Parmenides Publishing


Titles By Patricia Curd



Plato’s Universe
—with a new Introduction
by Luc Brisson

2006
978-1-930972-13-1
155 pages • 5 1/2 x 8 1/4 • Paperback
$32.00
Gregory Vlastos
GREGORY VLASTOS
was Stuart Professor of Philosophy at Princeton University.
   He was the author of Platonic Studies (1973) and many articles and monographs on the Presocratics and Plato.
Luc Brisson
LUC BRISSON
is Director of Research at the National Council for Scientific Research, France.
     




A distinguished Platonic scholar discusses the impact of the Greek discovery of the "cosmos" on man's perception of his place in the universe, describes the problems this posed, and interprets Plato's response to this discovery.

Starting with the Presocratics, Vlastos describes the intellectual revolution that began with the cosmogonies of Thales, Anaximander, and Anaximenes in the sixth century B.C. and culminated a century later in the atomist system of Leucippus and Democritus. What united these men was that for all of them nature remained the inviolate, all-inclusive principle of explanation, precluding any appeal to a supernatural cause or ordering agency.

In a detailed analysis of the astronomical and physical theories of the Timaeus, Vlastos demonstrates Plato's role in the reception and transmission of the discovery of the new conception of the universe. Plato gives us the chance to see that movement from a unique perspective: that of a fierce opponent of the revolution who was determined to wrest from its brilliant discovery, annex its cosmos, and redesign it on the pattern of his own idealistic and theistic metaphysics.

This book is a reprint of the edition published in 1975 by the University of Washington Press. It includes a new Introduction by Luc Brisson.       

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“The renewed availability of Vlastos’s book to today’s scholars and students is truly important, in several respects. The clarity of Vlastos’s argumentation, his historical knowledge, and his familiarity with the text enable us to make contact once again with one of Plato’s works in which little interest has been shown in the English-speaking world since the Second World War: the Timaeus. ...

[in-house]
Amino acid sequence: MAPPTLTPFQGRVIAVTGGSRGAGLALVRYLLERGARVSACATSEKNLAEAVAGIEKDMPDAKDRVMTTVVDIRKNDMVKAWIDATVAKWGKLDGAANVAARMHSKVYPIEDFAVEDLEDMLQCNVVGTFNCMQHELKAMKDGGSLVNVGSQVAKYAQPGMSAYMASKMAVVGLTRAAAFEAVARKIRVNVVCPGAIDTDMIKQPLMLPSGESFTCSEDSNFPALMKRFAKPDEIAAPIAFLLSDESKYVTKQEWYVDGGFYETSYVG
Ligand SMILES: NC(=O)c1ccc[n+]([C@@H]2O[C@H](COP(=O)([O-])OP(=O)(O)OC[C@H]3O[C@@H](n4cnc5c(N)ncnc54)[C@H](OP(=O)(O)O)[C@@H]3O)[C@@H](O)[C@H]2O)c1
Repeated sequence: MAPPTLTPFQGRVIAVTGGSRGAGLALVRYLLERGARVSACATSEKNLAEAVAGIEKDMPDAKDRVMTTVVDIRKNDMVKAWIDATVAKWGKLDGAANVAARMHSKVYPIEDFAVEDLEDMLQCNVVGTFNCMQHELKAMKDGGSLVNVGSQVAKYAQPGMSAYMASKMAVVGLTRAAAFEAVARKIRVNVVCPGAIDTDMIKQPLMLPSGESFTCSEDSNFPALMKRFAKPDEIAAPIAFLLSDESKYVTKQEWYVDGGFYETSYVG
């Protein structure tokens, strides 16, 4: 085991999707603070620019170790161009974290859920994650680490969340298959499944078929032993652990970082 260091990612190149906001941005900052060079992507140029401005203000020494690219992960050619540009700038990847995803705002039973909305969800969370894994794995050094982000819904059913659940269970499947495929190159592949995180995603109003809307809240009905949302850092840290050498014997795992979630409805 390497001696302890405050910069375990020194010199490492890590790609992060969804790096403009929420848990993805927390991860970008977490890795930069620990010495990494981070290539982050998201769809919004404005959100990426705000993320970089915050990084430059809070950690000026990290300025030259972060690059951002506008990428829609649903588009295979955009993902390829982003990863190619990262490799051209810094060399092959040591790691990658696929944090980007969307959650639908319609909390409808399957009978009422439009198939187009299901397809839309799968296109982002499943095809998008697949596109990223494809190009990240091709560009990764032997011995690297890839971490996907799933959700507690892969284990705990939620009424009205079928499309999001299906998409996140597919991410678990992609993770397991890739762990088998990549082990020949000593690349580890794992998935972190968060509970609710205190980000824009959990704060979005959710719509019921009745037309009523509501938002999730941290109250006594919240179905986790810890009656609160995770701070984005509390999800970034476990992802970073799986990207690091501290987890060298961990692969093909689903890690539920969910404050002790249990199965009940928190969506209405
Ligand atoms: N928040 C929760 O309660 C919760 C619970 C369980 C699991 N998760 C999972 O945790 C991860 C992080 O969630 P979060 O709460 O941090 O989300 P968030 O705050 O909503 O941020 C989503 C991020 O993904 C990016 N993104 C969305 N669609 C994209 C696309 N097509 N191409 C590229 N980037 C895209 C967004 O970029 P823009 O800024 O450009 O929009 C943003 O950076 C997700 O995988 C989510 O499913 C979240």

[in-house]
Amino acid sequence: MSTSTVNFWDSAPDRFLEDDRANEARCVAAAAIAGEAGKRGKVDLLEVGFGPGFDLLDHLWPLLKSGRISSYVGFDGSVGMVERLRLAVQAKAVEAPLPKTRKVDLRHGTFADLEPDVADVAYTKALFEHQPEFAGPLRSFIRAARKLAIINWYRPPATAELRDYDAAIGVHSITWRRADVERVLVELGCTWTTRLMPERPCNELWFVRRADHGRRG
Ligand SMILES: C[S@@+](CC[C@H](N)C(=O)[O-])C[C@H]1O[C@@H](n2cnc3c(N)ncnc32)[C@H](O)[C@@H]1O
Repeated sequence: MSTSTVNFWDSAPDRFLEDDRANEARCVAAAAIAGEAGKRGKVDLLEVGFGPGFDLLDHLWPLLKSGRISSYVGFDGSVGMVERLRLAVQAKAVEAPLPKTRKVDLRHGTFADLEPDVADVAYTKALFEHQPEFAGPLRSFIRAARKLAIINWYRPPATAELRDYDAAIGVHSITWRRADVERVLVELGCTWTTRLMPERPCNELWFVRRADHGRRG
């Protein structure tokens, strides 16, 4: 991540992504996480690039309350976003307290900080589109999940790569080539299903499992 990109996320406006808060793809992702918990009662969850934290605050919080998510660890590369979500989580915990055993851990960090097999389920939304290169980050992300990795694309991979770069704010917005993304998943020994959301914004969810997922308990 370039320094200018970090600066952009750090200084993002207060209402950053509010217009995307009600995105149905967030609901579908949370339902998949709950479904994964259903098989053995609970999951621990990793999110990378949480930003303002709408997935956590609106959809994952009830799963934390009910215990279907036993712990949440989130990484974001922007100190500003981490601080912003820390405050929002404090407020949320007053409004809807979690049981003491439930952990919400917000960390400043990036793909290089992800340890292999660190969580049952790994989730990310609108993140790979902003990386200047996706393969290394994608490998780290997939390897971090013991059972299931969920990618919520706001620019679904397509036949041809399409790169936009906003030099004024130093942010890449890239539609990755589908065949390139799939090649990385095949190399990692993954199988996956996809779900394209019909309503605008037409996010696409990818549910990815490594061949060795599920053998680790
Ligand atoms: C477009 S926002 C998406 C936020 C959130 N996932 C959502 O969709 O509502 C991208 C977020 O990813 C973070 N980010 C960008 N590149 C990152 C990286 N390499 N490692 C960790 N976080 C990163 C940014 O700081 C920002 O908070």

Click here to read the full review
—Luc Brisson
National Council for Scientific Research, France

“The clarity with which Vlastos has formulated the central questions and presented his insights into them make the book fascinating reading for anyone interested in the history of ideas, but at the same time it has much that is of crucial interest to specialists both in Greek philosophy and in the philosophy of science.”
—Carl. A. Huffman
Robert Stockwell Professor of Greek Language and Literature, DePauw University

“Presented by a brilliant modern philosopher who has lived with Plato’s work, this beautifully written account ought to be read by every educated person.”
—Choice

“The book is a model of expository prose, lucid and persuasive, elegant and tightly argued. The argument is marked throughout by the fairness, carefulness, and candour that one expects from its author, even though in view of the public occasion he gives less space than he sometimes does to the elimination of alternative views and the establishing of details.”
—Francis E. Sparshott
Victoria College,
University of Toronto

“Gregory Vlastos' influence on the study of Greek philosophy, notably of the Presocratics and Plato, has been great and admirable."
Click here to read the full review
—G.E.L. Owen
Times Literary Supplement